A very different view of rights is based on the work of libertarian philosophers such as Robert Nozick. They claim that freedom from constraint is necessarily good, and that all constraints imposed on one by others are necessary evils, except when they prevent even greater human constraints. The only basic right we all possess is the negative right to be free from the coercion of other human beings.

Libertarians may pass too quickly over the fact that the freedom of one person necessarily imposes constraints on other persons, if only that others must be constrained from interfering with that person. If I have the right to unionize, for example, I constrain the rights of my employer to treat me as he sees fit. Though libertarians tend to use Kant to support their views, there is no consensus on whether or not this is actually possible. There is also no good reason to assume that only negative rights exist.

Justice and Fairness

The dispute over “brown lung” disease caused by cotton dust illustrates how references to justice and fairness permeate such concerns. Justice and fairness are essentially comparative. They are concerned with the comparative treatment given to the members of a group when benefits and burdens are distributed, when rules and laws are administered, when members of a group cooperate or compete with each other, and when people are punished for the wrongs they have done or compensated for the wrongs they have suffered.

Justice generally refers to matters that are more serious than fairness, though some philosophers maintain that fairness is more fundamental. In general, we think that considerations of justice are more important than utilitarian concerns: greater benefits for some do not justify injustices to others. However, standards of justice not generally override individual moral rights. This is probably because justice is, to some extent, based on individual moral rights.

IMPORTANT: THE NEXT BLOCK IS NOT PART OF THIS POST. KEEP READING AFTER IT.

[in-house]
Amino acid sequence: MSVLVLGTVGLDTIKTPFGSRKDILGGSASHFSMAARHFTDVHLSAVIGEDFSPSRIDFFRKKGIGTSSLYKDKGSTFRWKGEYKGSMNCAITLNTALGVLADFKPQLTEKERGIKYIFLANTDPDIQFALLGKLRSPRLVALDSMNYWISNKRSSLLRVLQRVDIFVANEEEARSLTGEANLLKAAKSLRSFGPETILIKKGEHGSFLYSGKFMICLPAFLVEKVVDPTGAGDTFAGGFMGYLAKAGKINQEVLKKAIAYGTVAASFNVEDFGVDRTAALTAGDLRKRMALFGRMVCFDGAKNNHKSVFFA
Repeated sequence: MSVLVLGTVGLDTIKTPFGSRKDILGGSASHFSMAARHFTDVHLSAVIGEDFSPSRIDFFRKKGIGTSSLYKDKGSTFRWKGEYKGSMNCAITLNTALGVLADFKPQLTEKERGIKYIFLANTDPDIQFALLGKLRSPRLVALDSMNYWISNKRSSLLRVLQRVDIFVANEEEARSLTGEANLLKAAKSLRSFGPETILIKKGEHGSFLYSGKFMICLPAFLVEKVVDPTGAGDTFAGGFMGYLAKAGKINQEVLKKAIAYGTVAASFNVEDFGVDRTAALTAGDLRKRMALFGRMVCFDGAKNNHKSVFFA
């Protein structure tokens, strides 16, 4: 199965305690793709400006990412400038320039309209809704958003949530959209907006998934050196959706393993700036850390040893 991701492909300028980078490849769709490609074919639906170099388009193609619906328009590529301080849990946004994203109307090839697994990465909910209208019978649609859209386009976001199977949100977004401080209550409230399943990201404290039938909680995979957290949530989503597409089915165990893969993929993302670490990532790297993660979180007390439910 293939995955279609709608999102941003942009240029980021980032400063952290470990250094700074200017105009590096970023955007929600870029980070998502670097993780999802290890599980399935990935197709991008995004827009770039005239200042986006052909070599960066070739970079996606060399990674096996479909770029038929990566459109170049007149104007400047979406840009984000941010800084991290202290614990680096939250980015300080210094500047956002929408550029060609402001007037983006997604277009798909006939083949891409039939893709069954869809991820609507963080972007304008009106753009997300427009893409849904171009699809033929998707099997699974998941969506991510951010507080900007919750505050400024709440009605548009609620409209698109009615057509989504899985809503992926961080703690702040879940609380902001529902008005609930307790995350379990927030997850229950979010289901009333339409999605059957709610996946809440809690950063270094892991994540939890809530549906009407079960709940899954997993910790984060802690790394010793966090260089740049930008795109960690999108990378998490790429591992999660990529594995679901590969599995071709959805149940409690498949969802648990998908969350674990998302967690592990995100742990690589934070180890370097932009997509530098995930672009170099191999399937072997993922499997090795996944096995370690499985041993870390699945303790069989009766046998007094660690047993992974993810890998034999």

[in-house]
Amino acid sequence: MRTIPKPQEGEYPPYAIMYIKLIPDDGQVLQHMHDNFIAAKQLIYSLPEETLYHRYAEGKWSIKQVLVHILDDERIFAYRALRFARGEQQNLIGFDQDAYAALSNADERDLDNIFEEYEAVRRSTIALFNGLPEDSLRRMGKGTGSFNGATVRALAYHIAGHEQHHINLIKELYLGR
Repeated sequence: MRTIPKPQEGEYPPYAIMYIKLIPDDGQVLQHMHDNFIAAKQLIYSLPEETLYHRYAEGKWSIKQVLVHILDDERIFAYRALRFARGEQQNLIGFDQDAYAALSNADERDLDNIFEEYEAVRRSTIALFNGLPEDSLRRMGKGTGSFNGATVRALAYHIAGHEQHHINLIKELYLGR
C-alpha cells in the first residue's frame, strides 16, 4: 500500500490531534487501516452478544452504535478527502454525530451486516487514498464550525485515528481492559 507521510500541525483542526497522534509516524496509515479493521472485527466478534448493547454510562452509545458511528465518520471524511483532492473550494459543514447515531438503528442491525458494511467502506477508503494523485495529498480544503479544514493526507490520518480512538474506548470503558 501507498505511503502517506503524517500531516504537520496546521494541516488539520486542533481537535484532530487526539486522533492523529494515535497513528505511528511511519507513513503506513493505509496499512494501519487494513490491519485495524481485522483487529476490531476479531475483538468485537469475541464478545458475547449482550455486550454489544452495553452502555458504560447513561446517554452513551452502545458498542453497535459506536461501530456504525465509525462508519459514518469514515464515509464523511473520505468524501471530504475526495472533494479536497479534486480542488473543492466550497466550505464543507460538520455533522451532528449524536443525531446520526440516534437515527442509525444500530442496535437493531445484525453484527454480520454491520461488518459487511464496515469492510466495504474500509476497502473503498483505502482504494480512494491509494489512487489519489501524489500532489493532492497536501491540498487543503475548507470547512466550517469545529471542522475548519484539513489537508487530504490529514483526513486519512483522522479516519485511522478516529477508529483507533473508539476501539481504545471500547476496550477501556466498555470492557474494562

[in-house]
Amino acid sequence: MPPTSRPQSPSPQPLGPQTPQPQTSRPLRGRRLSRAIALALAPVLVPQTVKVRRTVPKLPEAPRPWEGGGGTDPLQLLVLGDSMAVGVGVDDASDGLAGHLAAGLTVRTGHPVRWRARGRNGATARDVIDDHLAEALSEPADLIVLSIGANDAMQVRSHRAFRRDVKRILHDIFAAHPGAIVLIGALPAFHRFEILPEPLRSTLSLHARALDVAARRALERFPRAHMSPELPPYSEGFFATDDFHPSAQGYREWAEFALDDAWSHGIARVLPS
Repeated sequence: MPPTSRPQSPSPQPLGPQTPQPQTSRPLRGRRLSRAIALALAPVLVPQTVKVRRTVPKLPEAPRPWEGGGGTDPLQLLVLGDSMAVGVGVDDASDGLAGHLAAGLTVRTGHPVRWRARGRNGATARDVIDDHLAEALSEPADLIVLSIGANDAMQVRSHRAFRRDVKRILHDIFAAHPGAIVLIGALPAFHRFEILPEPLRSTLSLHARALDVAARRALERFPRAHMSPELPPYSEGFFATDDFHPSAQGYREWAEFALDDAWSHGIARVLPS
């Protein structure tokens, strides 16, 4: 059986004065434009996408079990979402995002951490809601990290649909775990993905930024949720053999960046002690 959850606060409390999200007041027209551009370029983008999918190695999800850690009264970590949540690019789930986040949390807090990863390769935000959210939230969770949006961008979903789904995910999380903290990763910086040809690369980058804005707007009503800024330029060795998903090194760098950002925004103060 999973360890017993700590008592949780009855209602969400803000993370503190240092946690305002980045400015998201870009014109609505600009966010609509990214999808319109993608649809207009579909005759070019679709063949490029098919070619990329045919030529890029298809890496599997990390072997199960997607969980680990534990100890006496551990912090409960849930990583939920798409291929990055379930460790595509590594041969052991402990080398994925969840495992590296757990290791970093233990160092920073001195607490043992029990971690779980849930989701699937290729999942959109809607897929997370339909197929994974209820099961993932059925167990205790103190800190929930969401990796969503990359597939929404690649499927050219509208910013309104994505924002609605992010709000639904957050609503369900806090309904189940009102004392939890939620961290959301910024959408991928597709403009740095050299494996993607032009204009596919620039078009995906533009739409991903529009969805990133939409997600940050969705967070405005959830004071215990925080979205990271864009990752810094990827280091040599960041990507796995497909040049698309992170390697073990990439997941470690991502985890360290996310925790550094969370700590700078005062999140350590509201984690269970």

There are three categories of issues involving justice:

1.  Distributive justice is concerned with the fair distribution of society’s benefits and burdens.

2.  Retributive justice refers to the just imposition of penalties and punishments

3.  Compensatory justice is concerned with compensating people for what they lose when harmed by others.

Questions of distributive justice arise when there is a scarcity of benefits or a plethora of burdens; not enough food or health care, for example, or too much unpleasant work. When resources are scarce, we must develop principles to allocate them fairly. The fundamental principle involved is that equals should be treated equally (and unequals treated unequally). However, it is not clear in just what respects people must be equal. The fundamental principle of distributive justice may be expressed as follows:

“Individuals who are similar in all respects relevant to the kind of treatment in question should be given similar benefits and burdens, even if they are dissimilar in other irrelevant respects; and individuals who are dissimilar in a relevant respect ought to be treated dissimilarly, in proportion to their dissimilarity.”

Egalitarians hold that there are no relevant differences among people that can justify unequal treatment. According to the egalitarian, all benefits and burdens should be distributed according to the following formula:

“Every person should be given exactly equal shares of a society’s or a group’s benefits and burdens.”

Though equality is an attractive social ideal for many, egalitarianism has been strongly criticized. Some critics claim that need, ability, and effort are all relevant differences among people, and that it would be unjust to ignore these differences.